Psychology Professor Giordana Grossi is co-editor of “Changing Brains: Essays on Neuroplasticity in Honor of Helen J. Neville,” published by Routledge Taylor & Francis, which collects essays that pay tribute to Neville’s pioneering work on how experience shapes the brain.
Neville was a professor emerita at the University of Oregon and a brain scientist known internationally for her research on brain development and plasticity, and for developing practical applications based on her research aimed at educators, psychologists and neuroscientists.
Grossi and co-editor Aaron J. Newman (Dalhousie University) curated a collection of works that describe Neville’s research in perception, attention, and language, and highlight new developments inspired by her work, such as the effects of cochlear implants on language development, the changes in visual cortex associated with reading experience, and memory consolidation during sleep.
The book also illustrates Neville’s fruitful approach integrating her work on the human brain, carried out using non-invasive neuroimaging techniques, with research in behavioral neuroscience that explored the underlying cellular and molecular changes characterizing neural development. Finally, the book discusses Neville’s strong commitment to rigorous science and its translation into real-world programs designed to improve the human condition.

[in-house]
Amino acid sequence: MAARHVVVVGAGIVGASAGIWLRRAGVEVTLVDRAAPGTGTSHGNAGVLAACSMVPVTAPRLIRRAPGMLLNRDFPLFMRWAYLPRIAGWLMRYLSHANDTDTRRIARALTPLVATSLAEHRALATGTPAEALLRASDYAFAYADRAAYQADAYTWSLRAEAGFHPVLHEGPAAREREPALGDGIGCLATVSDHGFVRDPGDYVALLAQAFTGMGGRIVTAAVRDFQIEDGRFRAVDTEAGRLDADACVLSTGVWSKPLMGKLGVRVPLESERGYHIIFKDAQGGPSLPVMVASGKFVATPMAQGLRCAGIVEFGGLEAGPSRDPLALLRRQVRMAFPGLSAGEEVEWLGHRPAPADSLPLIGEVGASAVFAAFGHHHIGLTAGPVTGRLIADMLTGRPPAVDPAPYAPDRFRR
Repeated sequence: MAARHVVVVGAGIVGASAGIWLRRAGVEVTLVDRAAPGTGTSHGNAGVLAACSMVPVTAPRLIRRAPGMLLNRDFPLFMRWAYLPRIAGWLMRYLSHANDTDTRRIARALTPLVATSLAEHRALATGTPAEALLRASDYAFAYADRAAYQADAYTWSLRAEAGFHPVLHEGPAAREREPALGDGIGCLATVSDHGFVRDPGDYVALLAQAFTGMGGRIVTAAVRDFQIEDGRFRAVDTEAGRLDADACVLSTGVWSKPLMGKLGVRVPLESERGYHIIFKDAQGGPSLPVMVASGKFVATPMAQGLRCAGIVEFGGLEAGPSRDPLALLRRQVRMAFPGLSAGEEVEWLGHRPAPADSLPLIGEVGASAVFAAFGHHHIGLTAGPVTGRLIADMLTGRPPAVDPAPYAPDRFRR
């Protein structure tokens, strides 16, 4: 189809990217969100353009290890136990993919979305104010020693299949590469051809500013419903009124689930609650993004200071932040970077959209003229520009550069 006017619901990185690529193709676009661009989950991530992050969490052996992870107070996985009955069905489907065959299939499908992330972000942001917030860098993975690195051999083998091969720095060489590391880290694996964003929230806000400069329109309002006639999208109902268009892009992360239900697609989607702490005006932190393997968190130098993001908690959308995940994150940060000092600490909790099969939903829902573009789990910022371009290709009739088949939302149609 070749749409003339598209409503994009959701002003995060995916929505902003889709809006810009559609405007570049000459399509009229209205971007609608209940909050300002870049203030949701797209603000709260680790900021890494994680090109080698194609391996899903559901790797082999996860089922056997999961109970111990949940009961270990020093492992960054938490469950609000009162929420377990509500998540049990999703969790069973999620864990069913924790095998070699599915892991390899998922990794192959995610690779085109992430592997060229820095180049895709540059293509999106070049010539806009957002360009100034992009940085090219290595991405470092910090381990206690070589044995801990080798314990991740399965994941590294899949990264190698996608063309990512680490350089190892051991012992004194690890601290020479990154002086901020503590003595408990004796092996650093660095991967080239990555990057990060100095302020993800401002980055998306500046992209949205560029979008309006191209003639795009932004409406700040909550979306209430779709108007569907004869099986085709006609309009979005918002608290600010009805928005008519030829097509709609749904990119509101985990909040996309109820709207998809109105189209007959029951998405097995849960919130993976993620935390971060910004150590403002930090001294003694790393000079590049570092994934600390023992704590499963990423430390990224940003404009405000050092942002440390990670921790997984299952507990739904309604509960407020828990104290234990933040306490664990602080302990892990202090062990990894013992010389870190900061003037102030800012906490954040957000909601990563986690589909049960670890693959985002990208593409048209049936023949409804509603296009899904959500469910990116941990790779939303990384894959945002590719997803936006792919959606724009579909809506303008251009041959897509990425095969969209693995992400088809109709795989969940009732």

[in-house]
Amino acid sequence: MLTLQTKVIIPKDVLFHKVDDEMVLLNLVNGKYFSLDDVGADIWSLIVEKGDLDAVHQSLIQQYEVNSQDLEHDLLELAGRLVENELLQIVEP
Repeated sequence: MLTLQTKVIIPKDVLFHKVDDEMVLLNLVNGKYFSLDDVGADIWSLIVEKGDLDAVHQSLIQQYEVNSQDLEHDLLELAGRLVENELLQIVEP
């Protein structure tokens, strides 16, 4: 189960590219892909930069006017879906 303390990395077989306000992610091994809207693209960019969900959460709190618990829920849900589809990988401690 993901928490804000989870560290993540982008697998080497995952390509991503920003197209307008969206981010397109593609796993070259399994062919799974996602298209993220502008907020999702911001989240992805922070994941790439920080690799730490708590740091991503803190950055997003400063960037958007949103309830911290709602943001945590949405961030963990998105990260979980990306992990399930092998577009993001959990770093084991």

Grossi trained with Helen Neville as a post-doc before arriving at SUNY New Paltz. Her current research explores the cognitive and neural changes that are associated with learning a second language. She also studies sex and gender differences research, with special attention to the methodological and epistemological problems that characterize such research.